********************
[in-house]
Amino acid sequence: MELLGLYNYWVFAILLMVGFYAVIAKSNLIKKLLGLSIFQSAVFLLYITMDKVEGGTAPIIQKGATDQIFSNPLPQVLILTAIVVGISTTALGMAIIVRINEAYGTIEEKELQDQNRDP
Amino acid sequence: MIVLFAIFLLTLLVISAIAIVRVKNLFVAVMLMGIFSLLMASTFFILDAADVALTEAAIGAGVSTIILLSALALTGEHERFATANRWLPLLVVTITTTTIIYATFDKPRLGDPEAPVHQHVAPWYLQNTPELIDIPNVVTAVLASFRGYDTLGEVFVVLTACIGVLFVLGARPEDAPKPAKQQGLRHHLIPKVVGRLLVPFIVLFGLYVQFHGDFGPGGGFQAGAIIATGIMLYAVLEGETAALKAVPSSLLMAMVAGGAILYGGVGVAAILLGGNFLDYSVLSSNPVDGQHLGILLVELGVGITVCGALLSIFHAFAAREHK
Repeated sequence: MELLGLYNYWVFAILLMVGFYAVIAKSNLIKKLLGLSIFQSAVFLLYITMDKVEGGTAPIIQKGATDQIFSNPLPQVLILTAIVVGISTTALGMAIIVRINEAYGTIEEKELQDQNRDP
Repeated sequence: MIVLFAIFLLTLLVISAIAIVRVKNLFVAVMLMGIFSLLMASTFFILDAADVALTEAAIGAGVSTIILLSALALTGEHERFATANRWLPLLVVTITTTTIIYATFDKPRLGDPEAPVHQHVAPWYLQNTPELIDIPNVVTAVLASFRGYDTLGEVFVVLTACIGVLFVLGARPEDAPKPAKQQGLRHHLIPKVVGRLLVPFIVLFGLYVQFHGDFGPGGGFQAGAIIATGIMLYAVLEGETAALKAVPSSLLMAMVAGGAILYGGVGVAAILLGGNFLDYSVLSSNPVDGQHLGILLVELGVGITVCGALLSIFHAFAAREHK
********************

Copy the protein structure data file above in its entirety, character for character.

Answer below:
[in-house]
Amino acid sequence: MELLGLYNYWVFAILLMVGFYAVIAKSNLIKKLLGLSIFQSAVFLLYITMDKVEGGTAPIIQKGATDQIFSNPLPQVLILTAIVVGISTTALGMAIIVRINEAYGTIEEKELQDQNRDP
Amino acid sequence: MIVLFAIFLLTLLVISAIAIVRVKNLFVAVMLMGIFSLLMASTFFILDAADVALTEAAIGAGVSTIILLSALALTGEHERFATANRWLPLLVVTITTTTIIYATFDKPRLGDPEAPVHQHVAPWYLQNTPELIDIPNVVTAVLASFRGYDTLGEVFVVLTACIGVLFVLGARPEDAPKPAKQQGLRHHLIPKVVGRLLVPFIVLFGLYVQFHGDFGPGGGFQAGAIIATGIMLYAVLEGETAALKAVPSSLLMAMVAGGAILYGGVGVAAILLGGNFLDYSVLSSNPVDGQHLGILLVELGVGITVCGALLSIFHAFAAREHK
Repeated sequence: MELLGLYNYWVFAILLMVGFYAVIAKSNLIKKLLGLSIFQSAVFLLYITMDKVEGGTAPIIQKGATDQIFSNPLPQVLILTAIVVGISTTALGMAIIVRINEAYGTIEEKELQDQNRDP
Repeated sequence: MIVLFAIFLLTLLVISAIAIVRVKNLFVAVMLMGIFSLLMASTFFILDAADVALTEAAIGAGVSTIILLSALALTGEHERFATANRWLPLLVVTITTTTIIYATFDKPRLGDPEAPVHQHVAPWYLQNTPELIDIPNVVTAVLASFRGYDTLGEVFVVLTACIGVLFVLGARPEDAPKPAKQQGLRHHLIPKVVGRLLVPFIVLFGLYVQFHGDFGPGGGFQAGAIIATGIMLYAVLEGETAALKAVPSSLLMAMVAGGAILYGGVGVAAILLGGNFLDYSVLSSNPVDGQHLGILLVELGVGITVCGALLSIFHAFAAREHK